Lynn identifies military culture as a separate cultural realm, despite it being largely impacted by the societal culture. He addresses this term as a method of identifying “ways in which different armed forces do things in different ways for reasons that are not simply dictated by reality”. Lynn broadens this term to include conceptions of war, as he repeatedly emphasizes this as a major contribution to victory in battle.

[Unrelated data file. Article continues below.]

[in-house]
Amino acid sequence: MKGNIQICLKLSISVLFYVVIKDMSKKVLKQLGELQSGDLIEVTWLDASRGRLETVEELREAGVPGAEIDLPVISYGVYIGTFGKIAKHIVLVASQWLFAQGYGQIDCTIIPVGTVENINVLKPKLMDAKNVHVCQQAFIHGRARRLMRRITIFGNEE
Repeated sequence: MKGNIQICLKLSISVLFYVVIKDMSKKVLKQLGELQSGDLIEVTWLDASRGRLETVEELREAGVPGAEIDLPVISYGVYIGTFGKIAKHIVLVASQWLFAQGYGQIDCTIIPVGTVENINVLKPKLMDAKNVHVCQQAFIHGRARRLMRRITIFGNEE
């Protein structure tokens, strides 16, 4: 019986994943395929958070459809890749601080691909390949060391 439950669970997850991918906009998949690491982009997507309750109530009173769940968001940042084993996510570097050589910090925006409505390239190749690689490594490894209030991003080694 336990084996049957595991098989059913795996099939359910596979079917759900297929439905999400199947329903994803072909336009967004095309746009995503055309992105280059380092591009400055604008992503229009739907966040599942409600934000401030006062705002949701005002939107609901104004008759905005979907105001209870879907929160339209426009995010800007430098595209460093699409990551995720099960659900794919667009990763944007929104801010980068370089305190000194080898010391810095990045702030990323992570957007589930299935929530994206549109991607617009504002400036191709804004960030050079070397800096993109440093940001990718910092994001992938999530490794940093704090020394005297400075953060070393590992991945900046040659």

Although there is certainly less concentration regarding the realm of strategic culture, Lynn still defines it as a crucial element when examining the cultural impact on war, and that it derives from “civil values and practices as well as from military conceptions and capabilities”. He also identifies that it encompasses both societal and military cultures, and that it goes hand in hand with the identification of societal and military aspects to make a broader conclusion about the historical situation. This foundation is where Brauer and Tuyll’s economic studies will be directly applicable, as they often identify different strategic applications through a further understanding of economic principles. The concept of decisions being made in the war is not argued; it is apparent that the planning and implementation of war requires choices. These authors use this idea to pinpoint a direct correlation to economics, defining it as the analysis of decision making. Specific to the time period being considered, Brauer and Tuyll focus on two main economic principles – although it is important to note that in most cases, multiple elements of economics can be applicable. The first of these is the principle of opportunity cost, which is found in the study of the High Middle Ages (1000-1300). This concept is that all wants face constraints, and “choosing, and pursuing, any one want necessarily entails not choosing, not pursuing, one’s other wants”. Every purchase one makes is money not spent on another thing, and time spent at work is time not spent relaxing. Opportunity cost suggests that one will choose the most valuable option, as it provides the greatest benefit when chosen and the greatest cost when not chosen. This does not always mean the most desirable cost – which is important to note as it is likewise the case in some military decisions – but merely the one with the least cost. Therefore, despite one’s preference to be at home relaxing with family members, there would be a greater cost to not having a job, than to working a job to earn money to provide that relaxing, family-oriented environment. The authors also insert a quote from Eisenhower, identifying that every financial investment towards war is therefore money not spend feeding the hungry or clothing the poor. Every decision made comes with an infinite number of decisions not made. This is easily visible in warfare, as the very decision to go to war is an inevitable opportunity cost. The pros must outweigh the cons, the advantage must outweigh the disadvantage, and the potential with fighting must be greater than the potential without fighting. Although Brauer and Tuyll focus on the Renaissance period of 1300-1600, this time frame overlaps with Lynn’s study of the Late Middle Ages, and therefore the economic applications within this case can still be useful for this comparison. The economic principle applied is the concept of asymmetric information, specifically hidden actions. These are actions that pose dilemmas following a decision or commitment that has already been made; first believing one thing, only to discover later that there was deception. This principle focuses on acting truthfully after trust has already been given regarding a situation. One basic example provided mentions taking one’s vehicle to a mechanic to fix squeaky breaks. If they quote the repairs to be $400, knowing that there is an alternative repair that only costs $40, they are not acting truthfully and providing asymmetric information. Therefore, efforts are generally taken to reduce the possibility of hidden actions, especially regarding major decisions. Basic examples include putting security tags on merchandise in stores to reduce the possibility of theft, or monitoring employee action on computers at work. One specific example used is provided by textbook authors Katz and Rosen, regarding the manufacturing of explosives in the nineteenth century. To ensure that employees were taking appropriate manufacturing precautions, the owner’s family home would be located right next to the plant. Throughout the history of war, and specifically in this time period case study, military decisions were made to reduce that possibility of hidden actions and consequential negative results. Despite the fact that the cases studied in these two novels are not identical, the time frames in which they take place do overlap, and therefore the evidence of both the need to understand culture and to understand economics is visible. Brauer and Tuyll actually introduce this connection between the two themselves, stating that an understanding of culture generates powerful social strictures and provides a foundation regarding what economic principles will be most prevalent and what can be expected as a result. The study of the High Middle Ages is executed from an economics perspective, specifically opportunity cost. This time period displays a large focus on the construction of elaborate castles, many times with great sacrifices of labour, finances (often through taxation), and other substitutes that the resources used could have been applied to. The overall cost was undoubtedly extreme – there was rarely an abundance of resources that could simply be applied to building more castles – every decision made to invest in castles meant a significant sacrifice somewhere else. The study that these authors conduct focuses mostly on the decisions made to invest in castles as opposed to armies. Opportunity cost means that the benefits of building castles must outweigh the benefits of investing in armies, and likewise the costs of investing in armies must outweigh the costs of building castles. Specific facts and figures are not what are necessary to prove that these two books support each other, however it is interesting to note the obvious costs of both options. This case focuses largely on Edward I, known specifically for the extravagant castles he invested in, and the taxation and labour required to construct them. The average building time of an elaborate castle was roughly two seasons of six or seven months each, whereas Edward I’s castles rarely took less than five seasons. The number of workers required on just one castle was a significant portion of the population, and often meant that people had to be brought in from faraway locations. Having such a large percentage of the population working manual labour to build the castle meant that these people were not in other occupations, such as farmer or blacksmith. The cost of armies on the other hand included many similar investment costs – finances, planning, labour and organization – however the costs are more long-term. As the authors identify, there are two separate costs of armies: “the actual expense of raising and maintaining armies and their limited utility, that is, the opportunity cost compared with that of the castle”. The cost of building castles was often more than what could be afforded financially, yet history shows today that that despite this large investment, opportunity cost implies that this was still a better option than armies. This is reflected in one sense in the long-term observation: castles took a significant number of people to build but then a much smaller number to guard afterwards. Armies on the other hand require a steadily large number of people. Castles also were built to be impenetrable, and Edward’s castles were impervious to the military machinery of the day. This is also reflected in potential situations: unless the army was significantly stronger than its opponent they would not even attempt the fight, and if a fight were to occur the weaker army would often just retreat behind the walls. This is where a cultural understanding becomes crucial to truly interpret all the information about historical military events. Even an entirely accurate analysis of finances or military tactics does not fully explain why and how decisions were made. In order to truly understand this, information regarding societal, military and strategic culture should be applied. In this specific case, castles already begin to make more sense when the military culture of using castles to hide from war altogether is explained. The huge sums spent on war also elevate its importance overall, and the investment in castles both as a resource for war and a fortress that directly showed the military ideas of the ruler are elements of the military culture which support the study of opportunity cost further. The societal culture in comparison to today helps to put things into perspective. Understanding that relative to the culture at the time, the scale of war was actually tremendous both in resources consumed as expenses of war and also through the destruction inflicted by war. Recognizing that tradition was an important value in society, and therefore the building of castles served as far more than simply a tool of war but a visible element of regal recognition, and the advantages of historical recognition in the tangible form of a royal building versus stories of armies were many. Acknowledging that the taxation system was less efficient than today and therefore provided fewer resources, accounts for why it was easier to invest in a castle which would often be budgeted ahead of time and result in predetermined upkeep costs rather than an army. Understanding the consequences for treason helps to explain how the costs of potential hidden actions when hiring architects and designers to develop the building of the castle still did not exceed the benefits. It was necessary for them to keep quiet about strategic secrets, and yet when it is understood that it was with the weight of their own lives it resulted in being hardly an issue. Many of the elements of economic application to history require a thorough understanding of the culture at the time in order to further support and interpret the situations. Just as the application of culture is useful for the study of economics, applying Brauer and Tuyll’s perspective to the case studied by Lynn is also beneficial. Lynn focuses on cultural aspects that were held with high regard in the Middle Ages, specific to knights, rather than castles and armies. There were many qualities directly associated with that of knights, such as chivalry and courage. Honour was correlated with these two qualities, and “men could fight for no other reason than to avoid any suspicion of cowardice. In fact, a sense of masculine honour led to the common, almost casual nature of violence”. As the stereotype of defending damsels in distress implies, knights were expected to defend those who were more defenseless than they were. However, even more important was their role to defend those of the noble class. Societal culture directed a lot of the mannerisms and behaviours that were evident when historically examining the actions of these men. Culture was also defined through war, as it was regarded as a source of wealth through plunder. Understanding that the military culture of this era was more often about what could be gained, so much so that “some troops fought for nothing else but what they could take on campaign”, provides a foundation for analyzing opportunity cost of the warfare in this time period. What could be gained in plundering would be considered a higher valued attribute. It was also a common tactic to gradually weaken an enemy, often through impoverishing the subjects, which could sometimes be achieved before defeat through demanded ransoms. Again, strategic culture is visible throughout each of these details, which are only a fraction of the examples given by Lynn to describe the culture of this era. Each of these details provides foundation to defend the potential economic analyses that could take place based on the information that Lynn has already provided. For example, the potential of opportunity cost could be investigated further regarding the situation of plundering. Perhaps an enemy is on equivalent standing ground as far as power and threat, but they have a lot of tangible and financial rewards to gain if defeated; then perhaps their lack of advantage in military is not enough of a cost for the army to hold back versus fighting. The economic principal of hidden actions through asymmetric information could potentially be studied regarding bias in defense as a knight; whether or not duty to protect the noble actually overpowered desire to protect one’s own loved ones. Ultimately there is no right or wrong application until facts have been considered in detail, but if these economic principles were applied it would provide better understanding of why the decisions were made and possibly how they were implemented.